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    8 ways to get kids to care about dental hygiene

    Tips you can use to help your youngest patients invest in their oral health.

    It’s summer, which means you’ll probably see a lot more kids in your practice, as parents regularly try to schedule their kids’ dental exams while school’s out.

    Though you make their cleaning and exam fun and educational when they visit, getting kids to care about their dental hygiene the rest of year might be more challenging. “Young kids can have a hard time grasping why dental hygiene is so important,” says Bobbi Stanley, DDS, of Stanley Dentistry in Wake County, North Carolina. “Brushing and flossing can feel like a chore if they don’t understand what can happen to teeth that aren’t well-cared for.”

    Related article: Why kids deserve special treatment in the dental practice

    Here are eight ways your office can get kids interested in their own dental hygiene:

    1. Parents are the role models

    When it’s time to talk to mom or dad about how everything looks, remind them that they’re the role models at home when it comes to dental hygiene. “The habits parents set for children will impact their oral health for the rest of their lives, and the better care they take of their teeth when they’re young, the better shape they’ll be in when they have kids of their own,” Stanley says.

    2. Make the visit kid-centric

    Help make kids as comfortable as possible when they visit. Just like adults, some are more squeamish and reticent to be there than others.

    Children's toothbrush“Our waiting rooms are stocked with toys, puzzles, video games and movies to keep kids entertained, while our exam rooms are decorated with bright, colorful schemes and decals to further contribute to a pleasant atmosphere,” says Steven DeLisle, DDS, founder of Children’s Dentistry of Las Vegas. “This environment helps young children establish a positive relationship with the dentist, transforming the dentist’s office into a place they can look forward to visiting rather than dreading,” DeLisle says. When kids like to visit, it correlates to caring about their teeth.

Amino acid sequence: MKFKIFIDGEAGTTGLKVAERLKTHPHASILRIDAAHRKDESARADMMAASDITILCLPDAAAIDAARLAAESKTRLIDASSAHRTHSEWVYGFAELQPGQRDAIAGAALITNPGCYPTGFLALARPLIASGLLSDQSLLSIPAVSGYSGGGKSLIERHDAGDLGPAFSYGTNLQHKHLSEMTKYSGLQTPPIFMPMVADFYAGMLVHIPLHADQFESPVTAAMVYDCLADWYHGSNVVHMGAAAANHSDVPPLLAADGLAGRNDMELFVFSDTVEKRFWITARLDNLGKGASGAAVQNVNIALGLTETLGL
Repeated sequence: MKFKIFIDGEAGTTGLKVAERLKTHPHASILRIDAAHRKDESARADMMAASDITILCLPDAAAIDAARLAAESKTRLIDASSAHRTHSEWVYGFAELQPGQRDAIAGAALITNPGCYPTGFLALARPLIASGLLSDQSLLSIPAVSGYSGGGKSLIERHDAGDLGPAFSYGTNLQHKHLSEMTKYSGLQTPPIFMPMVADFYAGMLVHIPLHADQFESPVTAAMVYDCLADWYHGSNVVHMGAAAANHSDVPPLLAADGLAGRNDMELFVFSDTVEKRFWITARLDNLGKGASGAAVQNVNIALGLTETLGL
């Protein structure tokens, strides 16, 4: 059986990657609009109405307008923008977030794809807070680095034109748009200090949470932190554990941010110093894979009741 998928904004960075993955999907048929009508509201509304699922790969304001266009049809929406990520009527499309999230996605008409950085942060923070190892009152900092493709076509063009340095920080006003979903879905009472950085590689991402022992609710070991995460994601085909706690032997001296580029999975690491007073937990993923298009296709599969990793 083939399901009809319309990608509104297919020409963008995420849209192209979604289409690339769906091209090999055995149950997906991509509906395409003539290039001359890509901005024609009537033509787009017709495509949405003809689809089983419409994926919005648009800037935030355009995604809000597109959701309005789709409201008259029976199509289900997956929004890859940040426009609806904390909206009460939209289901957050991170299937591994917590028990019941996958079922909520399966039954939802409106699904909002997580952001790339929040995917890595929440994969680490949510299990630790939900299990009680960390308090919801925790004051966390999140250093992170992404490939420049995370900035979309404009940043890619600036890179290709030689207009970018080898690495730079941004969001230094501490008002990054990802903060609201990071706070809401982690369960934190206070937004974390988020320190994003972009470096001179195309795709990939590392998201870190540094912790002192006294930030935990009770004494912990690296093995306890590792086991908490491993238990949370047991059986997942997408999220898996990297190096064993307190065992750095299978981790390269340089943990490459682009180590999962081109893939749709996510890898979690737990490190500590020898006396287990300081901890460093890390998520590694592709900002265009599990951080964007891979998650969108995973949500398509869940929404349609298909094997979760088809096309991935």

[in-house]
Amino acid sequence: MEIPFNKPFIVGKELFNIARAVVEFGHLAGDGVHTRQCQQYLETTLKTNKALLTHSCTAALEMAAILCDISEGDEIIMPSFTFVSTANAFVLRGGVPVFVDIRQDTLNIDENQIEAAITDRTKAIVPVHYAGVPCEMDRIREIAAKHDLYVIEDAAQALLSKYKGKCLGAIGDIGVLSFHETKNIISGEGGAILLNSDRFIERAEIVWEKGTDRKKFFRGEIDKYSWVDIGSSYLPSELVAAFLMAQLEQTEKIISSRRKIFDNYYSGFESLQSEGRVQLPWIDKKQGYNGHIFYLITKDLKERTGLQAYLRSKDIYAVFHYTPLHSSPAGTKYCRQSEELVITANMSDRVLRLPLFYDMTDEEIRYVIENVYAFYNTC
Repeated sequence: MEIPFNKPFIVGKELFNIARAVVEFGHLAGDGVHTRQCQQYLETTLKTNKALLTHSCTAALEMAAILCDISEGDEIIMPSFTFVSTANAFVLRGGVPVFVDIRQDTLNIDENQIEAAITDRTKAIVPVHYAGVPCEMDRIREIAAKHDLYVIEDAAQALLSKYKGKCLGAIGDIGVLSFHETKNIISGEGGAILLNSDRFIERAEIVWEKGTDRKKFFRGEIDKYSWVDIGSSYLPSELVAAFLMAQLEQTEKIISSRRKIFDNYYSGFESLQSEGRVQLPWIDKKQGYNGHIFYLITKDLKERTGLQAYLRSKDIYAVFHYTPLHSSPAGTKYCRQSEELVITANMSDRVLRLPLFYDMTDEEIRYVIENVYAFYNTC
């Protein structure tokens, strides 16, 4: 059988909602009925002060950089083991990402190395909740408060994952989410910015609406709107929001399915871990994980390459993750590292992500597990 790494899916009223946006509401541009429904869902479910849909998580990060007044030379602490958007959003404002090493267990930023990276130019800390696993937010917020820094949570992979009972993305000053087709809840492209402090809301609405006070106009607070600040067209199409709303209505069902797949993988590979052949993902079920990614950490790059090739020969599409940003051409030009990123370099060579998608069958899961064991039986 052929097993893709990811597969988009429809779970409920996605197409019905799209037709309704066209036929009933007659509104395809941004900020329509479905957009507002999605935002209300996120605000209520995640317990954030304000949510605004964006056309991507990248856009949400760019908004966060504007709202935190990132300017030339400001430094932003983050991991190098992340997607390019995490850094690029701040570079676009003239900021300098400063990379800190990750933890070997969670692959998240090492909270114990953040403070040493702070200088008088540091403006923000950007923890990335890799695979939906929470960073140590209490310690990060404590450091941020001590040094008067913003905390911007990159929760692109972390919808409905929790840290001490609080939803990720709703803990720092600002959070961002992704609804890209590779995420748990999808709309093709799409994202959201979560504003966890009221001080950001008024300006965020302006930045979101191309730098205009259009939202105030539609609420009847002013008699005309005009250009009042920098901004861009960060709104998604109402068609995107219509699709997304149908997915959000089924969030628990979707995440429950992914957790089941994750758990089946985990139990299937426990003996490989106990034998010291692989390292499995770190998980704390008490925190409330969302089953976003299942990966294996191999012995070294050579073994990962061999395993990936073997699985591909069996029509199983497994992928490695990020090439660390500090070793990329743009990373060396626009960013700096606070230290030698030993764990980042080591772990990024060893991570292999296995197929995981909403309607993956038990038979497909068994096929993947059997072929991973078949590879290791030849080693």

3. Plaque disclosing tablets

    A good trick for kids who try to skip out of two minutes of brushing every night? Offer them plaque disclosing tablets and have them chew a tablet after brushing and flossing at night. The harmless dye in the tablet reacts to plaque, so they can see for themselves the spots they missed if they rush through their routine.

    4. Encourage dress up

    Notify parents via recall that you welcome kids in costume, especially if they have their Halloween costume lying around. “I’ve treated Superman and Cinderella before,” Stanley says. It can be a really good way to give kids an extra dose of courage and make trips to the dentist feel more like a special occasion. “It’s also a good way to reinforce the idea that dentists are the ‘good guys,’ who help superheroes and princesses keep their teeth protected,” she says.

    Related article: 10 ways to handle parents of your pediatric patients

    5. Offer praise

    Most kids love to be recognized when they do something right, so offering praise for good oral care can lead to even better oral hygiene. Kids need instant gratification, so point out the things that look good or that they’re doing right and make a big deal of it to them, their siblings and their parents.

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